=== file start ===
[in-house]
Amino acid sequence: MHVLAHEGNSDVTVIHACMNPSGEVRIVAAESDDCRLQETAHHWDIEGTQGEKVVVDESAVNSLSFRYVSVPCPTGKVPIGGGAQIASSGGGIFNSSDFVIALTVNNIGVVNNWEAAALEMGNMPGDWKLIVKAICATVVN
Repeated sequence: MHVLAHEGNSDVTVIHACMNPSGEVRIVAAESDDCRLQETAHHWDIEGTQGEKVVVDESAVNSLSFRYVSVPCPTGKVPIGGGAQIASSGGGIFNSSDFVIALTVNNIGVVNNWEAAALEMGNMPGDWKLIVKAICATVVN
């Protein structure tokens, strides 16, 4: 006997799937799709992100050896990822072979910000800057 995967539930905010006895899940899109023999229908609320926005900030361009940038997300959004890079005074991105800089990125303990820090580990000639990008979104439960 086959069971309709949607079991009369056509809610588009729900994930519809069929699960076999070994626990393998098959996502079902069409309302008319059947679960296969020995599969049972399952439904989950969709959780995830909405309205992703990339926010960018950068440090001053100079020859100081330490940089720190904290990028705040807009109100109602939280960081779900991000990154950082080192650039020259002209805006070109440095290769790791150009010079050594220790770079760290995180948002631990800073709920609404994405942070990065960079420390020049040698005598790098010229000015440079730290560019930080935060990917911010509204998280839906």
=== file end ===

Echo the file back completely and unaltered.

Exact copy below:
[in-house]
Amino acid sequence: MHVLAHEGNSDVTVIHACMNPSGEVRIVAAESDDCRLQETAHHWDIEGTQGEKVVVDESAVNSLSFRYVSVPCPTGKVPIGGGAQIASSGGGIFNSSDFVIALTVNNIGVVNNWEAAALEMGNMPGDWKLIVKAICATVVN
Repeated sequence: MHVLAHEGNSDVTVIHACMNPSGEVRIVAAESDDCRLQETAHHWDIEGTQGEKVVVDESAVNSLSFRYVSVPCPTGKVPIGGGAQIASSGGGIFNSSDFVIALTVNNIGVVNNWEAAALEMGNMPGDWKLIVKAICATVVN
């Protein structure tokens, strides 16, 4: 006997799937799709992100050896990822072979910000800057 995967539930905010006895899940899109023999229908609320926005900030361009940038997300959004890079005074991105800089990125303990820090580990000639990008979104439960 086959069971309709949607079991009369056509809610588009729900994930519809069929699960076999070994626990393998098959996502079902069409309302008319059947679960296969020995599969049972399952439904989950969709959780995830909405309205992703990339926010960018950068440090001053100079020859100081330490940089720190904290990028705040807009109100109602939280960081779900991000990154950082080192650039020259002209805006070109440095290769790791150009010079050594220790770079760290995180948002631990800073709920609404994405942070990065960079420390020049040698005598790098010229000015440079730290560019930080935060990917911010509204998280839906």